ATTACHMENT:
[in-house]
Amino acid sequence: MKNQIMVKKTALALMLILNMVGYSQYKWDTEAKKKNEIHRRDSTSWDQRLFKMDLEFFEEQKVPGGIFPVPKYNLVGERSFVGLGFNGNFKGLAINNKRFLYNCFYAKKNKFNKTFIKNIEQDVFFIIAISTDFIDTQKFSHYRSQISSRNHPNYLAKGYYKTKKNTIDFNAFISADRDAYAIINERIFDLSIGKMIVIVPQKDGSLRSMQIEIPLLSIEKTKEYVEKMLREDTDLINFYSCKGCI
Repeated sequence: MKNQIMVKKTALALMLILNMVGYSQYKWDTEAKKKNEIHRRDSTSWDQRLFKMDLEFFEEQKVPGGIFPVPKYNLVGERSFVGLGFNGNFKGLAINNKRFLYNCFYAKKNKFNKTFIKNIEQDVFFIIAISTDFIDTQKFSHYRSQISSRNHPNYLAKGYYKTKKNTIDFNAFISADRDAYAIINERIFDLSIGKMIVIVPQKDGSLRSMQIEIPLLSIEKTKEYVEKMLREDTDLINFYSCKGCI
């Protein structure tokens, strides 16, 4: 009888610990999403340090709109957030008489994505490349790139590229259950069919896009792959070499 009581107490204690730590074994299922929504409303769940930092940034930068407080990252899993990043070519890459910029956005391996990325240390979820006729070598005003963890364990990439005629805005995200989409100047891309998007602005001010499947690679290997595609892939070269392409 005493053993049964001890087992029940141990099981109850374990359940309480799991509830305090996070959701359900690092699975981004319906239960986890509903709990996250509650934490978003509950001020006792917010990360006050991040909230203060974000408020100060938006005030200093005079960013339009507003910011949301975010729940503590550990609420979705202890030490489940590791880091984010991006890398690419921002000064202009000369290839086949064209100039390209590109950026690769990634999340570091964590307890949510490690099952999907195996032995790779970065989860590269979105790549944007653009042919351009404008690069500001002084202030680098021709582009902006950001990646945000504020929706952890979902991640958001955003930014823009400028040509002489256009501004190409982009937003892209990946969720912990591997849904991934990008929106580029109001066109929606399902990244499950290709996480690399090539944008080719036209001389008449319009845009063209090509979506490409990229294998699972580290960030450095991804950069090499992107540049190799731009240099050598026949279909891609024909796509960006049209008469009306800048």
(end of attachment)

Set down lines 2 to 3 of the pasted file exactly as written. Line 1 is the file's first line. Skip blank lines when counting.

Amino acid sequence: MKNQIMVKKTALALMLILNMVGYSQYKWDTEAKKKNEIHRRDSTSWDQRLFKMDLEFFEEQKVPGGIFPVPKYNLVGERSFVGLGFNGNFKGLAINNKRFLYNCFYAKKNKFNKTFIKNIEQDVFFIIAISTDFIDTQKFSHYRSQISSRNHPNYLAKGYYKTKKNTIDFNAFISADRDAYAIINERIFDLSIGKMIVIVPQKDGSLRSMQIEIPLLSIEKTKEYVEKMLREDTDLINFYSCKGCI
Repeated sequence: MKNQIMVKKTALALMLILNMVGYSQYKWDTEAKKKNEIHRRDSTSWDQRLFKMDLEFFEEQKVPGGIFPVPKYNLVGERSFVGLGFNGNFKGLAINNKRFLYNCFYAKKNKFNKTFIKNIEQDVFFIIAISTDFIDTQKFSHYRSQISSRNHPNYLAKGYYKTKKNTIDFNAFISADRDAYAIINERIFDLSIGKMIVIVPQKDGSLRSMQIEIPLLSIEKTKEYVEKMLREDTDLINFYSCKGCI